Swedish Weather

Source: Swedish Institute

Sweden's climate is a function of the country's location in the border zone between Arctic and warmer air masses as well as its proximity to the Atlantic, with its warm Gulf Stream.

Because of the tilt in the earth's axis and its rotation around the sun, the polar regions experience an extreme contrast between long summer days and equally long winter nights. In the summer, sunlight lasts around the clock in the portion of Sweden located north of the Arctic Circle, but even as far south as Stockholm (59 N) the June nights have only a few hours of semi-darkness.

Considering its geographic location Scandinavia enjoys a very favorable climate. Atlantic low pressure areas often blow in warmth and precipitation from the south-west. The weather is changeable; a few hours of rain are often followed by sunlight and wind the next day and then new rainfall. Given this type of weather, the temperature differences between night and day, summer and winter, are not so great especially in western Sweden. Another type of weather, however, creates a more contrasting climate: high pressure zones to the east, which create stable, dry, sunny weather. This high pressure leads to hot spells in summer and cold ones in winter. The battle between the more temperate Atlantic weather and the more extreme continental weather is an important reality to farmers and vacationers. The difference between the weather in southern and northern Sweden is slight in the summer, when Norrland warms up because of its very long days.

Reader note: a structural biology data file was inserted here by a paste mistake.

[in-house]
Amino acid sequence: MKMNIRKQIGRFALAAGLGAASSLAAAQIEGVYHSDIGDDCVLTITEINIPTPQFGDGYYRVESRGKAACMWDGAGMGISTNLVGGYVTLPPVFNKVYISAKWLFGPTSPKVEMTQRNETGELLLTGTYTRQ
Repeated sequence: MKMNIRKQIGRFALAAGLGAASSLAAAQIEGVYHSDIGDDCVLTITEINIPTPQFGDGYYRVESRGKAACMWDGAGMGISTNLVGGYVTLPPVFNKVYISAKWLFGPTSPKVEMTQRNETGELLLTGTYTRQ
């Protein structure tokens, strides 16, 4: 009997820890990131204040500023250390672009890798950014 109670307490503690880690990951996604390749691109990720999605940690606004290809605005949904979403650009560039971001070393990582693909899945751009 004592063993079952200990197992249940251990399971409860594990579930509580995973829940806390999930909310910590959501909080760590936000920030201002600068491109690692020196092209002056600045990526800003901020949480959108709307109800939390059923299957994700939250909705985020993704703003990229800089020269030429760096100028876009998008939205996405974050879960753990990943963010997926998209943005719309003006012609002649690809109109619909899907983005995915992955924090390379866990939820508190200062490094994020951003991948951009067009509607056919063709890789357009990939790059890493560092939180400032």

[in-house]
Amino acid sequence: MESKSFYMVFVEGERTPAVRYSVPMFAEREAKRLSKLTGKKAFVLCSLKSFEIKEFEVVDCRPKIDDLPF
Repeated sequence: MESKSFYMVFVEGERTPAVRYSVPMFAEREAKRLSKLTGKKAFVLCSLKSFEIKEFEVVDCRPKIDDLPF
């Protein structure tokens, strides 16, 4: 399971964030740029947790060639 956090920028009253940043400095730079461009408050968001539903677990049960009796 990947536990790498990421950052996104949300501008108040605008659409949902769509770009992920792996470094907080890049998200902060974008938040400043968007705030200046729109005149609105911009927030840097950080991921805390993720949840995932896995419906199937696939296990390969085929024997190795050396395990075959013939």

Fall and winter arrive early in the northern interior, while the southern coastal areas enjoy long, mild fall weather. Norrland has colder and longer winters than southern Sweden, where there is often rain interspersed with snowfall.

For more information...

- Sweden's Weather Forecast

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